Sunday, January 15, 2006

Unitary Executive powers: ok for Abortion, but not for National Security

Unitary Executive Powers is all the talk on Liberal blogs. An example are signing statements Presidents use to express limits on what they'll enforce on bills they sign. The left believes Bush will use signing statements on national security to create an imperial Presidency.

Stuart Buck finds an example of one when Clinton signed the Telecommunications Act of 1996. Clinton did not want to enforce the act's provisions limiting speech on abortion.
I do object to the provision in the Act concerning the transmittal of abortion-related speech and information. Current law, 18 U.S.C. 1462, prohibits transmittal of this information by certain means, and the Act would extend that law to cover transmittal by interactive computer services. The Department of Justice has advised me of its long-standing policy that this and related abortion provisions in current law are unconstitutional and will not be enforced because they violate the First Amendment. The Department has reviewed this provision of S. 652 and advises me that it provides no basis for altering that policy. Therefore, the Department will continue to decline to enforce that provision of current law, amended by this legislation, as applied to abortion-related speech.
The Left is lost when it comes out against signing statements for National Defense but lets them slide when used to promote abortion. It's a horrible loss of principle and seems driven by a loss of values.

5 comments:

Philocrites said...

Oh, I see: It's a principled thing to authorize torture and brutal interrogation techniques that Congress has expressly forbidden. I'm shocked -- shocked! -- that liberals see acts of torture as more disturbing than talking about abortion.

Bill Baar said...

The principled thing is not being selective on Executive Powers.

If you think Bush is authorizing Torture. Take a principled stand against that.

It's hard to do I think because get into the law, and it's not torture being authorized. So instead of dealing with substance, you're dealing with the form.

Not to mention misleading people that signing statements are a Bush invention.

Philocrites said...

No, I'm rather consistently on record as opposing Bush's torture policies, his permanent detention policies, his secret prisons policies, and his comprehensive wiretap-in-contravention-of-Congress policies. The principle this reflects is extreme executive hubris -- and I opposed Alberto Gonzales and Samuel Alito because they had a central role in shaping the intellectual justification for extending executive power into these terribly dangerous areas.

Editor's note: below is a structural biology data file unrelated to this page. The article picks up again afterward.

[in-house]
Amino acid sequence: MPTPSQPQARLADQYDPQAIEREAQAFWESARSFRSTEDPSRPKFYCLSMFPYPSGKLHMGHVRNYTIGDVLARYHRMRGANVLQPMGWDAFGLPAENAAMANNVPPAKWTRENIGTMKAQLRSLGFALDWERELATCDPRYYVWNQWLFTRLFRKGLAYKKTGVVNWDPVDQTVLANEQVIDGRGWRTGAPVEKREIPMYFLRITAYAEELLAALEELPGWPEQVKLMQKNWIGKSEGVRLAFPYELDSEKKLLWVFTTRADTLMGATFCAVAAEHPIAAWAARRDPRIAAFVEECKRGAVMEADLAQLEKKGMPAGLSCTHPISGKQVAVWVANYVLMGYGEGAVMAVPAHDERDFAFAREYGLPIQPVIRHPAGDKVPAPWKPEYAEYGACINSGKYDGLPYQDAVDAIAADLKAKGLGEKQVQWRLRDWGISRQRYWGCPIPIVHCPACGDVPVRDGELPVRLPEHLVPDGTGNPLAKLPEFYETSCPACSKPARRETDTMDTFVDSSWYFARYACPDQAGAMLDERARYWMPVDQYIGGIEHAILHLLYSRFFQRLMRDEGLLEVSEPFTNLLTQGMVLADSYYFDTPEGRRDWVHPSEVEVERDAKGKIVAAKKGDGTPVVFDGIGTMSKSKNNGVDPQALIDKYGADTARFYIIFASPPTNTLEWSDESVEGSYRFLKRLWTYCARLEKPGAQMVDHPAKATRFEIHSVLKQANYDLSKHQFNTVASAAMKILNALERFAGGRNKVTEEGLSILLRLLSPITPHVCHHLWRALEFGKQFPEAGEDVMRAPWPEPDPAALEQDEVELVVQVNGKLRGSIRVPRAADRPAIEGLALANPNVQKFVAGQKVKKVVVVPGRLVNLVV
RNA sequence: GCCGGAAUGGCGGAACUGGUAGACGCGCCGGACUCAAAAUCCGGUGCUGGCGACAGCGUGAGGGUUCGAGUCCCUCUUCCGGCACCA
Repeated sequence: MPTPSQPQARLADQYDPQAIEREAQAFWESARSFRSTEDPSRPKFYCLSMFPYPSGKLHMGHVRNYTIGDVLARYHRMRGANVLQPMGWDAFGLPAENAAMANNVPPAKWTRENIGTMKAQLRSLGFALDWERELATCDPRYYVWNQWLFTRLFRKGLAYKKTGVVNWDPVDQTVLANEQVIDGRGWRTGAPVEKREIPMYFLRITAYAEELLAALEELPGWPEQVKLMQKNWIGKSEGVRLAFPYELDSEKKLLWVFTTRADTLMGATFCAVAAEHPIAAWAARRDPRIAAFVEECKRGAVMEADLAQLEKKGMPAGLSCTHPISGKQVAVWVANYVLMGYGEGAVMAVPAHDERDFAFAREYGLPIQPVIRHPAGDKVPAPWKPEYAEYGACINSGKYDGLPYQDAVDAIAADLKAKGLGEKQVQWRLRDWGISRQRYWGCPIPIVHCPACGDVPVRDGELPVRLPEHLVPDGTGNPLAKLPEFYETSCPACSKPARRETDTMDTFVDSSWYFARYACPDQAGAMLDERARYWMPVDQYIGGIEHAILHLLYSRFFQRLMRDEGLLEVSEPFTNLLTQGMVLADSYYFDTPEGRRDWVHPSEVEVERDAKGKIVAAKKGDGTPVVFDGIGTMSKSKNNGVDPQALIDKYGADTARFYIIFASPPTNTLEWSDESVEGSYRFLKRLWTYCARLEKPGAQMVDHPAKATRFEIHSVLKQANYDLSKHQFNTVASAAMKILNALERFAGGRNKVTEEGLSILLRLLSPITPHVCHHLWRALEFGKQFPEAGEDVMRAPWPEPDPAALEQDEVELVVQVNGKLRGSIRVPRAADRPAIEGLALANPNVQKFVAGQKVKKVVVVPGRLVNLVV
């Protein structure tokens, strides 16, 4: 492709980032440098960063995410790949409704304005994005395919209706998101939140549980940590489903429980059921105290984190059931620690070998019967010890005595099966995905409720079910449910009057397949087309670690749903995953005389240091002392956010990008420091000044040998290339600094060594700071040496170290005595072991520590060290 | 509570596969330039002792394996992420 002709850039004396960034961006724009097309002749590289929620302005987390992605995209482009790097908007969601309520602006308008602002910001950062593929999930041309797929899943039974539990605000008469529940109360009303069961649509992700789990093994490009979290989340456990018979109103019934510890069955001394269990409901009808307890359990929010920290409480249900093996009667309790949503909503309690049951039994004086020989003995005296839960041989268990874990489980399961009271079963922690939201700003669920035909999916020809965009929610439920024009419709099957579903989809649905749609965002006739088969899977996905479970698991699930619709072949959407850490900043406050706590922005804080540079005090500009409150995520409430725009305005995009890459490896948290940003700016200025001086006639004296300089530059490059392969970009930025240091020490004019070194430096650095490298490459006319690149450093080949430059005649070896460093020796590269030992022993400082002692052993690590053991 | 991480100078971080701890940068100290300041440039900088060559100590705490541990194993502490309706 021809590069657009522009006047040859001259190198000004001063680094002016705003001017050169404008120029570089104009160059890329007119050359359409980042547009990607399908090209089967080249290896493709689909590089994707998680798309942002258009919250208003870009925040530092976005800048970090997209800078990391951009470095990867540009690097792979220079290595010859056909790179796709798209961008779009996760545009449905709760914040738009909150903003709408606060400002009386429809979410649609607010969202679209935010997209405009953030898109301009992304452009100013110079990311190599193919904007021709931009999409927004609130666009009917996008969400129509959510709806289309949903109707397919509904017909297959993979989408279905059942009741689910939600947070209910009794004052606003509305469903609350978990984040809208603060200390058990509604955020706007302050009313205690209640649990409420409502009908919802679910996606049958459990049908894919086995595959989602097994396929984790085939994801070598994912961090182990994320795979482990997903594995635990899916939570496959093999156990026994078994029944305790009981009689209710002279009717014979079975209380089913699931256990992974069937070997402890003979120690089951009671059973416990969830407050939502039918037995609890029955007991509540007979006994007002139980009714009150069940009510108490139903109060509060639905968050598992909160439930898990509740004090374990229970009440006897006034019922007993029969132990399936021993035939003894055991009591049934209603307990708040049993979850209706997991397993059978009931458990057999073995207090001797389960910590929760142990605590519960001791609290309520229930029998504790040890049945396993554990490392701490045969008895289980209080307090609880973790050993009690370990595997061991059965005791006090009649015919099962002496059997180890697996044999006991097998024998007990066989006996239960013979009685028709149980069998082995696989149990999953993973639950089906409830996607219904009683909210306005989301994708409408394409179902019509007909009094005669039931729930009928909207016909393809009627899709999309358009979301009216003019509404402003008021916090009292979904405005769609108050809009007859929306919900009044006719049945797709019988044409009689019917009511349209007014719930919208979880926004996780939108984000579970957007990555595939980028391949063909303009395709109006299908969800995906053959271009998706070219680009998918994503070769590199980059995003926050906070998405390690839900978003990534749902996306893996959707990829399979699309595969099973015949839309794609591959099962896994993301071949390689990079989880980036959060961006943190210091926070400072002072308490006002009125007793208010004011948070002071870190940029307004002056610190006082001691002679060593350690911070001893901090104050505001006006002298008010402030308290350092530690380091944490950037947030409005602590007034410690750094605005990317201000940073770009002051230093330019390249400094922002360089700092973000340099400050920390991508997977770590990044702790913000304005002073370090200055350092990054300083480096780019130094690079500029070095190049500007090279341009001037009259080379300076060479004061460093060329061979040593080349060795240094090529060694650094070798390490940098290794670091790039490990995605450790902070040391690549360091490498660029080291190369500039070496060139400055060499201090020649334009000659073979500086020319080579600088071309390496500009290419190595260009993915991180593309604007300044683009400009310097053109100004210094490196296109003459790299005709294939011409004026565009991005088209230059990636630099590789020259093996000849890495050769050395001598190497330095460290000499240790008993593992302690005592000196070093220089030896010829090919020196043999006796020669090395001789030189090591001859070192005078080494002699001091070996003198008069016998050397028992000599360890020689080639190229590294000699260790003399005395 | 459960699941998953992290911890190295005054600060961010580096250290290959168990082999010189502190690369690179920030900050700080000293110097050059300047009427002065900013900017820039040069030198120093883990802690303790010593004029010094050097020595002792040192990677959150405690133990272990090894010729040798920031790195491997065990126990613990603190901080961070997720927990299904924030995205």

I'm not a lawyer or a legal theorist. It's the application of what you call a "principle" that I object to -- and seeing its consequences has made me suspicious of the principle.

I'm not up in arms about "signing statements" and "unitary executive" in principle; I'm worried about them as an opportunity to grossly abuse American traditions.

Bill Baar said...

You took a selective stand against unitary executive powers.

You didn't take a principled stand against them.

UUA took a selective stand against Alito, and not Roberts.

A principled stand would have opposed both.

A principled stand on torture would have been writing coercieve interrogation: meaning water-boarding, and the psychological techniques with sex and religion; are torture and thus wrong.

It's really unprincipled to talk instead on the legal tools Bush uses, because they're the same tools used by past presidents without any outcry about an imperial and omnipetent President.

And you don't think there wasn't some coercive interrogation used by Clinton, and Carter too? These arn't new techniques.

smijer said...

The big difference is between "fail to enforce" and "break"... It's always a given that any justice department has to prioritize the laws they enforce. Perhaps that shouldn't be a political decision, but it's legal, and it's common practice. There are many, many laws that, for one reason another go unenforced by the executives: federal and state.

The problem with what Bush is doing (besides its immorality) is that he is asking the executive to ignore the law not as a matter of enforcement, but as a matter of policy in areas where the law is intended as a check on the executive.

And that's a huge whopping problem, whether you think torture or warrantless wire-taps are good for national security or not... whether you think abortion should be legal or not.